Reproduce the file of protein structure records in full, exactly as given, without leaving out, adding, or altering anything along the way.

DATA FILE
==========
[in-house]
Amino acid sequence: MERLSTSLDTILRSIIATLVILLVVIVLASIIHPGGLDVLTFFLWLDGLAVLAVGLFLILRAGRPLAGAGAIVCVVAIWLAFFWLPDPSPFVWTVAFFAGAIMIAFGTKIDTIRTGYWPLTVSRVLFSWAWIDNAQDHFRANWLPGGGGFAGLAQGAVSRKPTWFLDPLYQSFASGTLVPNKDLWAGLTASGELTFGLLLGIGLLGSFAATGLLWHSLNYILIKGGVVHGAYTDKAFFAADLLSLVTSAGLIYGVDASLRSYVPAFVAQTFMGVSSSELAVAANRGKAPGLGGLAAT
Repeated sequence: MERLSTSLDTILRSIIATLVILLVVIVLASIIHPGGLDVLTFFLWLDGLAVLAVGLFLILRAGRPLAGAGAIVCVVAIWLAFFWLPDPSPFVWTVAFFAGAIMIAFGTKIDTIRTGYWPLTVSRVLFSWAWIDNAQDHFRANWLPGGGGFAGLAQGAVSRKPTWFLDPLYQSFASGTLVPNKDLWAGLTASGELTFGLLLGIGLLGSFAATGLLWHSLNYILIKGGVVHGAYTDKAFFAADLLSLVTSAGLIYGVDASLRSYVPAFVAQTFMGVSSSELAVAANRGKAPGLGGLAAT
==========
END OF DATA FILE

[in-house]
Amino acid sequence: MERLSTSLDTILRSIIATLVILLVVIVLASIIHPGGLDVLTFFLWLDGLAVLAVGLFLILRAGRPLAGAGAIVCVVAIWLAFFWLPDPSPFVWTVAFFAGAIMIAFGTKIDTIRTGYWPLTVSRVLFSWAWIDNAQDHFRANWLPGGGGFAGLAQGAVSRKPTWFLDPLYQSFASGTLVPNKDLWAGLTASGELTFGLLLGIGLLGSFAATGLLWHSLNYILIKGGVVHGAYTDKAFFAADLLSLVTSAGLIYGVDASLRSYVPAFVAQTFMGVSSSELAVAANRGKAPGLGGLAAT
Repeated sequence: MERLSTSLDTILRSIIATLVILLVVIVLASIIHPGGLDVLTFFLWLDGLAVLAVGLFLILRAGRPLAGAGAIVCVVAIWLAFFWLPDPSPFVWTVAFFAGAIMIAFGTKIDTIRTGYWPLTVSRVLFSWAWIDNAQDHFRANWLPGGGGFAGLAQGAVSRKPTWFLDPLYQSFASGTLVPNKDLWAGLTASGELTFGLLLGIGLLGSFAATGLLWHSLNYILIKGGVVHGAYTDKAFFAADLLSLVTSAGLIYGVDASLRSYVPAFVAQTFMGVSSSELAVAANRGKAPGLGGLAAT